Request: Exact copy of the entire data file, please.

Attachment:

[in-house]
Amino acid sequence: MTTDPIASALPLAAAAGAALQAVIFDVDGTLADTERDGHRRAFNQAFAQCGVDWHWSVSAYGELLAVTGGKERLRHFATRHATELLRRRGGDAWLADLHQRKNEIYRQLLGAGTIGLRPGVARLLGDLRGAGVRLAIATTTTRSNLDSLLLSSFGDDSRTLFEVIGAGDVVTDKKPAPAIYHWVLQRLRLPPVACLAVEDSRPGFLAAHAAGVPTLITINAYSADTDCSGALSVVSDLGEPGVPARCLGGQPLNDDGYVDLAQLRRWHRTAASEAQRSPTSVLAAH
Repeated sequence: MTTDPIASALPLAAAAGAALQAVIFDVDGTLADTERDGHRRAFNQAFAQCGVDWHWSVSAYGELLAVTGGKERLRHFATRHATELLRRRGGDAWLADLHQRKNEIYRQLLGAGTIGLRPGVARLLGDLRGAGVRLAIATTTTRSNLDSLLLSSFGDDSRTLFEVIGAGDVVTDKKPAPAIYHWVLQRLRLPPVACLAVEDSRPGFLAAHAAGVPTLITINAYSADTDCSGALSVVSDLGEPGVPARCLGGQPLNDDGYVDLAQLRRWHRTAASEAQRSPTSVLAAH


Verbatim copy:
[in-house]
Amino acid sequence: MTTDPIASALPLAAAAGAALQAVIFDVDGTLADTERDGHRRAFNQAFAQCGVDWHWSVSAYGELLAVTGGKERLRHFATRHATELLRRRGGDAWLADLHQRKNEIYRQLLGAGTIGLRPGVARLLGDLRGAGVRLAIATTTTRSNLDSLLLSSFGDDSRTLFEVIGAGDVVTDKKPAPAIYHWVLQRLRLPPVACLAVEDSRPGFLAAHAAGVPTLITINAYSADTDCSGALSVVSDLGEPGVPARCLGGQPLNDDGYVDLAQLRRWHRTAASEAQRSPTSVLAAH
Repeated sequence: MTTDPIASALPLAAAAGAALQAVIFDVDGTLADTERDGHRRAFNQAFAQCGVDWHWSVSAYGELLAVTGGKERLRHFATRHATELLRRRGGDAWLADLHQRKNEIYRQLLGAGTIGLRPGVARLLGDLRGAGVRLAIATTTTRSNLDSLLLSSFGDDSRTLFEVIGAGDVVTDKKPAPAIYHWVLQRLRLPPVACLAVEDSRPGFLAAHAAGVPTLITINAYSADTDCSGALSVVSDLGEPGVPARCLGGQPLNDDGYVDLAQLRRWHRTAASEAQRSPTSVLAAH